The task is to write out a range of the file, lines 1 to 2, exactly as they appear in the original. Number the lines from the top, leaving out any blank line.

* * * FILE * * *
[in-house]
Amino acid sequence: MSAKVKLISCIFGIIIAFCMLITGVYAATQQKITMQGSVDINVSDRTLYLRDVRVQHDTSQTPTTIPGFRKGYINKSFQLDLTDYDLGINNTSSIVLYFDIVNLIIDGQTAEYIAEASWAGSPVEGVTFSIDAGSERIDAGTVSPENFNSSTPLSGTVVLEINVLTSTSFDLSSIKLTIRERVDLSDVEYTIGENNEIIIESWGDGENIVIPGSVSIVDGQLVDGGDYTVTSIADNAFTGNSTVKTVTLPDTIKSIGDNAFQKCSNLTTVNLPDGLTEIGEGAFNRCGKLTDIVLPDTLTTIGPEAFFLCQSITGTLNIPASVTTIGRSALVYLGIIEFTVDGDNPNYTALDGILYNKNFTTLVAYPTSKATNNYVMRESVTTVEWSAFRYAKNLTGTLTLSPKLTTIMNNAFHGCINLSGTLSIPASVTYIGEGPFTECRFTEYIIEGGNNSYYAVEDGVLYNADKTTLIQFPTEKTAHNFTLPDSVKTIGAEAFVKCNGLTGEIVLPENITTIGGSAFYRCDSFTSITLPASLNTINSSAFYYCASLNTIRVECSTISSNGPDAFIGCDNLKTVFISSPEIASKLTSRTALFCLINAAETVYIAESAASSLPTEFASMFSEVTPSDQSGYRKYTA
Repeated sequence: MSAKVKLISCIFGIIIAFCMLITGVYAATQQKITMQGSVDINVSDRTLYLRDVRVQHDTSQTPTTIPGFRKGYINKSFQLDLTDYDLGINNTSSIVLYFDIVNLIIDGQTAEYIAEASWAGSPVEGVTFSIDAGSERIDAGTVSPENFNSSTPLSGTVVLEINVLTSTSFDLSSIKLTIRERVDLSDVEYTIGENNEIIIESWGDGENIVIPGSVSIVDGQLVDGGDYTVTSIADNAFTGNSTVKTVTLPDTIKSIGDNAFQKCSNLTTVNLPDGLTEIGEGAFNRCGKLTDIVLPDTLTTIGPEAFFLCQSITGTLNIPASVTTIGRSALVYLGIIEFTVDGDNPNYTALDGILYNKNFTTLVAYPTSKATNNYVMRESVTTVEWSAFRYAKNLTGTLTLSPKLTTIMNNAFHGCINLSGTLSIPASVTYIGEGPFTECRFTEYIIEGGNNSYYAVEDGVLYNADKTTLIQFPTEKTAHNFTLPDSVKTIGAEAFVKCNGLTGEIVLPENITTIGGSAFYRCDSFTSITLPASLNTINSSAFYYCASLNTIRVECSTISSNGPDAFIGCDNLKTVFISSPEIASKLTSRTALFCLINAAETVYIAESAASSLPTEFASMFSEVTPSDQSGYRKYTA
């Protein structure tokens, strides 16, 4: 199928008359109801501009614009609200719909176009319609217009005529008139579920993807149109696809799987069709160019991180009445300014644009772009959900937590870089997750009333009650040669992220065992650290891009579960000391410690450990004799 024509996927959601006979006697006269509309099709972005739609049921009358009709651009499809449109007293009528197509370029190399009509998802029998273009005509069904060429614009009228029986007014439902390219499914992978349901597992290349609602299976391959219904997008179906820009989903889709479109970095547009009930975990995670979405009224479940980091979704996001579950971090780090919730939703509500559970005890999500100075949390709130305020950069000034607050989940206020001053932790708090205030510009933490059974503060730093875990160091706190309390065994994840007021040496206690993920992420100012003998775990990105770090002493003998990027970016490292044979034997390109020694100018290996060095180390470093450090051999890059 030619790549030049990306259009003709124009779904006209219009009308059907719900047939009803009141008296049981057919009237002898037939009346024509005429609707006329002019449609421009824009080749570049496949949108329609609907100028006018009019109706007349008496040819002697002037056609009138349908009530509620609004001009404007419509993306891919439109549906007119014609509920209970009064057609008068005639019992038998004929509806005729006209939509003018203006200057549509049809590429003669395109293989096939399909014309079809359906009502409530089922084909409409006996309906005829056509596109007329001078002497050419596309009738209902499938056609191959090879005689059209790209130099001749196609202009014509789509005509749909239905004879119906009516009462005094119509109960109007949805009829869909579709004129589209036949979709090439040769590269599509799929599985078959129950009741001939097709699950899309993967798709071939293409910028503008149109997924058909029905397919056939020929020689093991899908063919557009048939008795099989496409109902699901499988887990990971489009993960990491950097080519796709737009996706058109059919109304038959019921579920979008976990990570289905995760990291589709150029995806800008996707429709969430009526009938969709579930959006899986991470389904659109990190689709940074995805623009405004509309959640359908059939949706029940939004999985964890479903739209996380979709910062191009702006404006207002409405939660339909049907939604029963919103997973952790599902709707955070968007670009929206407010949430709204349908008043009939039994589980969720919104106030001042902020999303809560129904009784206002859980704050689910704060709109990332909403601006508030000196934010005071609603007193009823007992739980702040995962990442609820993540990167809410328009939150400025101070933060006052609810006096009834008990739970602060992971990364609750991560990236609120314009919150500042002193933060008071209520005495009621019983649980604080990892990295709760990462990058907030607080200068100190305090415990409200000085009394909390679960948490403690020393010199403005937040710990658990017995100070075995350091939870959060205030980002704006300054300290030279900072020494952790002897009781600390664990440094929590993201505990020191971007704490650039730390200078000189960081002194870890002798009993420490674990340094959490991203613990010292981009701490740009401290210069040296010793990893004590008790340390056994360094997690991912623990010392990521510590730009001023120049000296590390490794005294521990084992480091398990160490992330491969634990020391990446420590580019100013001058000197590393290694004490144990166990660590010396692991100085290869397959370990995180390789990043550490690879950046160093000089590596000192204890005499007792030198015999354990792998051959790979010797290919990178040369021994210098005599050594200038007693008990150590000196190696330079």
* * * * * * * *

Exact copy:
[in-house]
Amino acid sequence: MSAKVKLISCIFGIIIAFCMLITGVYAATQQKITMQGSVDINVSDRTLYLRDVRVQHDTSQTPTTIPGFRKGYINKSFQLDLTDYDLGINNTSSIVLYFDIVNLIIDGQTAEYIAEASWAGSPVEGVTFSIDAGSERIDAGTVSPENFNSSTPLSGTVVLEINVLTSTSFDLSSIKLTIRERVDLSDVEYTIGENNEIIIESWGDGENIVIPGSVSIVDGQLVDGGDYTVTSIADNAFTGNSTVKTVTLPDTIKSIGDNAFQKCSNLTTVNLPDGLTEIGEGAFNRCGKLTDIVLPDTLTTIGPEAFFLCQSITGTLNIPASVTTIGRSALVYLGIIEFTVDGDNPNYTALDGILYNKNFTTLVAYPTSKATNNYVMRESVTTVEWSAFRYAKNLTGTLTLSPKLTTIMNNAFHGCINLSGTLSIPASVTYIGEGPFTECRFTEYIIEGGNNSYYAVEDGVLYNADKTTLIQFPTEKTAHNFTLPDSVKTIGAEAFVKCNGLTGEIVLPENITTIGGSAFYRCDSFTSITLPASLNTINSSAFYYCASLNTIRVECSTISSNGPDAFIGCDNLKTVFISSPEIASKLTSRTALFCLINAAETVYIAESAASSLPTEFASMFSEVTPSDQSGYRKYTA